1/15/2012—It was a great deal of fun speaking to the Pittsburgh Chapter of the Center for Inquiry last Thursday night. My topic was a defense of the objectivity of values and a challenge in the relativism of American secularism—the same topic of my book, Church, State, and the Crisis in American Secularism.
But when I finished, the widespread reaction was, “we don’t know what secularists you’ve been speaking to, but we are committed to the scientific tradition, so of course we accept the concept of truth. And we don’t doubt that truth can apply to morality as well as to other realms of knowledge.”
So we talked about religion and truth. The people in this group are much more open to new ideas than are most of us. It turns out that there is real appreciation of the power of religion—and not in a negative sense—by a number of members, despite the reputation of the Center for opposition to religion.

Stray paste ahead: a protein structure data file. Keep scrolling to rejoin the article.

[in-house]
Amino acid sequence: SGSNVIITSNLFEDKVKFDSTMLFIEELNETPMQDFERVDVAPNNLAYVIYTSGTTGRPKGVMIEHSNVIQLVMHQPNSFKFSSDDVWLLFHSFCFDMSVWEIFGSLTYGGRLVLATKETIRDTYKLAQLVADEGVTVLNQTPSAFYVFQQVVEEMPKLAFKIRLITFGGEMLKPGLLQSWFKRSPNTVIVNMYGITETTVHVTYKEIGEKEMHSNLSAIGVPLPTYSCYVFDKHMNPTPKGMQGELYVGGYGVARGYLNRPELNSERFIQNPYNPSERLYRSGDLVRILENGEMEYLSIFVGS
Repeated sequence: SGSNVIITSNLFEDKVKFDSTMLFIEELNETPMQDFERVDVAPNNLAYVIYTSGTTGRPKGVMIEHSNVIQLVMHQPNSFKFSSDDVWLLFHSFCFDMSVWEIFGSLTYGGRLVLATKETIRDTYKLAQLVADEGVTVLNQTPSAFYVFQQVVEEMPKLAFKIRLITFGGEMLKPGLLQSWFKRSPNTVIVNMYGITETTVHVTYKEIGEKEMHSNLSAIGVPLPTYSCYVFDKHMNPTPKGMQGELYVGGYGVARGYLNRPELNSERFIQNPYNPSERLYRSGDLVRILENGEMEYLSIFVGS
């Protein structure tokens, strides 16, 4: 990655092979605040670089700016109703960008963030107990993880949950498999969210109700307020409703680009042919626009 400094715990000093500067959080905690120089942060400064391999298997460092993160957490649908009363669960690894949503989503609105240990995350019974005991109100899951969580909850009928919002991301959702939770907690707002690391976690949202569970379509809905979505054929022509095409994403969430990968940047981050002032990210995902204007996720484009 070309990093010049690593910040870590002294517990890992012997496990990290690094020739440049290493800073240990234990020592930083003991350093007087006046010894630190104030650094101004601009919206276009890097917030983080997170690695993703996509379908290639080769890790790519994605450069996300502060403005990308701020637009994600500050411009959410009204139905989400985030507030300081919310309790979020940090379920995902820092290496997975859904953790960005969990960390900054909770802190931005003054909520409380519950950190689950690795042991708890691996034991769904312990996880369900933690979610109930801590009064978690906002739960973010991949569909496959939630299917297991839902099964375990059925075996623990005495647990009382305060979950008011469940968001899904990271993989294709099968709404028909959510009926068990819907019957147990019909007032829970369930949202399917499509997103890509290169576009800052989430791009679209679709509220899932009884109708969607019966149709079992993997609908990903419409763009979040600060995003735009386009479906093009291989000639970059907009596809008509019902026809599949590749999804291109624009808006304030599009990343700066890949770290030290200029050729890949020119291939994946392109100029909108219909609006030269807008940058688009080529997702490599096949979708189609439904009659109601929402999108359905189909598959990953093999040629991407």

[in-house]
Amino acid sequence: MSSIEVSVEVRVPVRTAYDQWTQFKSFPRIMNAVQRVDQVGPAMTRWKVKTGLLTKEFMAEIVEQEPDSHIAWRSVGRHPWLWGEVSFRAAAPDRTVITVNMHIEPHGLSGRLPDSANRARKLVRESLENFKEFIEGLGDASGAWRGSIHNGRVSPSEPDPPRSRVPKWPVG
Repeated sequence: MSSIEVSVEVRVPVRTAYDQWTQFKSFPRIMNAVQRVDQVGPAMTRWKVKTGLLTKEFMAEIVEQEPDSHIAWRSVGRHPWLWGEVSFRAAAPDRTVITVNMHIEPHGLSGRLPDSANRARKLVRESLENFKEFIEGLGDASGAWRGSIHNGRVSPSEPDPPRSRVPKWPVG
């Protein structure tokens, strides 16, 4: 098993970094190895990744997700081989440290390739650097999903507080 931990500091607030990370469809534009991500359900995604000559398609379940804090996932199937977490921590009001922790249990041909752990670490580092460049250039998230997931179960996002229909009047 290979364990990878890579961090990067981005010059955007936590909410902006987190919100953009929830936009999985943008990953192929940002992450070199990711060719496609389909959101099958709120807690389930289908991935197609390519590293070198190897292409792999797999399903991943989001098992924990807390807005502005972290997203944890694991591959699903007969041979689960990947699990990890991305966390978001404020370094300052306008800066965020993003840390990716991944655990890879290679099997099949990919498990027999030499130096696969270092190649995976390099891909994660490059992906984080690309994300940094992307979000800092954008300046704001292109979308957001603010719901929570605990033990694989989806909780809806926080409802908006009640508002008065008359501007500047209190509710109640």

In fact, one person told a story about an event honoring Daniel Dennett and his book, Breaking the Spell. A speaker told the assembled one hundred or so people to pinch themselves. Then they all stood up and sang Amazing Grace. Afterward, the pinches were repeated. And they did not hurt.
This story illustrates the power of myth and art and community. And it led me to ask how secularism is going to duplicate this power, this fulfillment. How is secularism going to teach love and self-sacrifice?
The Thursday event also led me to wonder, if the people of the Center can appreciate religion for its good qualities, even though critical of religion as well, then why celebrate a Daniel Dennett at all? Why root for the end of religion? To paraphrase Gamliel in the Book of Acts, if it is to be then it is to be.